this process was subject to intense public distaste. Infertility was
seen as a stigma as it still is today but far more prior to the last
couple of decades. Doctors also saw that infertile couples themselves
had to struggle with their consciences when presented with this
option. To make the process seem less objectionable, they developed
ways to look at donor insemination as purely a medical act. Under the
umbrella of doctor-patient privilege, they established a system and a
language that would protect everyone as much as possible. They wanted
to shield DI parents from public scorn. This however depended on
secrecy, anonymity, a purely medical focus, and the acceptance of
contracts that would guarantee that general knowledge of the system
would be limited and not become a matter for public discourse. This
kept the issue out of the public eye and safe from legislative
action.

At the same time, adoption practices were also characterized by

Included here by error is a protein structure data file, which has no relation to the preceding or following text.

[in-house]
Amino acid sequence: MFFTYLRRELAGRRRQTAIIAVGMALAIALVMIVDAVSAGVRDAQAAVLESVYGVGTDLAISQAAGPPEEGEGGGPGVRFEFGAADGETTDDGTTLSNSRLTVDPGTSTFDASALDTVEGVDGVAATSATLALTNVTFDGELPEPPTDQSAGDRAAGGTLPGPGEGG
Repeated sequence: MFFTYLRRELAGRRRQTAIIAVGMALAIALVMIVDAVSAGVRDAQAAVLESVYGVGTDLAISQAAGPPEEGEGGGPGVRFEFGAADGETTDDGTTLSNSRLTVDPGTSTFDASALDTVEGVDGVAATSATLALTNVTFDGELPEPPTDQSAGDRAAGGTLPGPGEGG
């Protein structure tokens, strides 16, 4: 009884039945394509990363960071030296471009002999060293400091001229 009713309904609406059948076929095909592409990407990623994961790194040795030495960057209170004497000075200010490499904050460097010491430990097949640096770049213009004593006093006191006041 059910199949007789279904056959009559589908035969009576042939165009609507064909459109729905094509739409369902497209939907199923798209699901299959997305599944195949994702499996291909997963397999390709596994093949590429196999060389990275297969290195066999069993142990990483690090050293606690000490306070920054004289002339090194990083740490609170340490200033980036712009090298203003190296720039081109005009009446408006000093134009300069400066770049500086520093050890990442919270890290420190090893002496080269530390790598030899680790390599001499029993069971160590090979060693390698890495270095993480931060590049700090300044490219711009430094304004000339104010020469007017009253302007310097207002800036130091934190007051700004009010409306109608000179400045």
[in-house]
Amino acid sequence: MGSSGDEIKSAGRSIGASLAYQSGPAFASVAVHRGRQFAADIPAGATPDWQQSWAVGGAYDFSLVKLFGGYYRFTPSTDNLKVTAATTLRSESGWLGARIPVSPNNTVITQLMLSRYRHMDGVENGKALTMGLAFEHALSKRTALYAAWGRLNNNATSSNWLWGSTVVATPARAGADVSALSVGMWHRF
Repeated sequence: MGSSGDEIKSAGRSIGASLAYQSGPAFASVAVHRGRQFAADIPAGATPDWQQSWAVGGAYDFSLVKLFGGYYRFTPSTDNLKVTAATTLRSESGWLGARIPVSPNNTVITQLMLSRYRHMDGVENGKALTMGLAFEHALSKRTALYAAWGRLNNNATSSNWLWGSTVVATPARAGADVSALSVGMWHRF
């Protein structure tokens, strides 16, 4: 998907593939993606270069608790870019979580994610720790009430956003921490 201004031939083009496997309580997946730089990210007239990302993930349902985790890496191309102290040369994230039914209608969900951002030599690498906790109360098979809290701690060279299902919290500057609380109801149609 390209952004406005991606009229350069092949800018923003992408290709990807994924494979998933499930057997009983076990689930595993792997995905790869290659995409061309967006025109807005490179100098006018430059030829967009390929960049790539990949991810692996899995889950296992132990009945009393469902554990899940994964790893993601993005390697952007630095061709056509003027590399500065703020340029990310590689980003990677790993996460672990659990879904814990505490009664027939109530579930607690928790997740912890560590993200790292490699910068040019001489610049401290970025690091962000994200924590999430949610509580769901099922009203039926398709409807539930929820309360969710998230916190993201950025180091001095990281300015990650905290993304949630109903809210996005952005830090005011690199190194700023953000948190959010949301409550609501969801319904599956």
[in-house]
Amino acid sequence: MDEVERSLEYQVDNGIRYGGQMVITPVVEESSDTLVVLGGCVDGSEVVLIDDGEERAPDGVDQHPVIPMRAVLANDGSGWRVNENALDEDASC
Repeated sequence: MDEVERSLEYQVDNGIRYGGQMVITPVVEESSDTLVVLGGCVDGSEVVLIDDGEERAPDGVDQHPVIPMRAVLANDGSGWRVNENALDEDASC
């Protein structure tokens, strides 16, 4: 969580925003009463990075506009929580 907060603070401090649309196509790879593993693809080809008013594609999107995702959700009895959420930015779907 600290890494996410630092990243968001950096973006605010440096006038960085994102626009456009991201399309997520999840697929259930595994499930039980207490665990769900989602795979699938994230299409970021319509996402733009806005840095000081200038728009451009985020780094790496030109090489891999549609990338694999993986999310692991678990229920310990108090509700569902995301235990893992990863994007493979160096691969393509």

strict secrecy, from around the end of 1945 through the middle of
1970s. The rationale was virtually the same: protection of all the
parties from the stigma of infertility with the added element of the
stigma of unwed mothers. Then, a series of books written by adopted
people as well as several studies began to show that the decision to
rely on secrecy did great psychological damage to adopted people as
well as damage to adoptive parents. Narratives from birth mothers and
a few birth fathers also revealed the lifelong impact of losing one’s
child was more destructive than assumed. The system began to become
more open, with many nations establishing the rights of adopted
people to identify their original parents. The United States is still
behind the rest of the developed countries with respect to identity
rights but now the current trend is towards relinquishing parental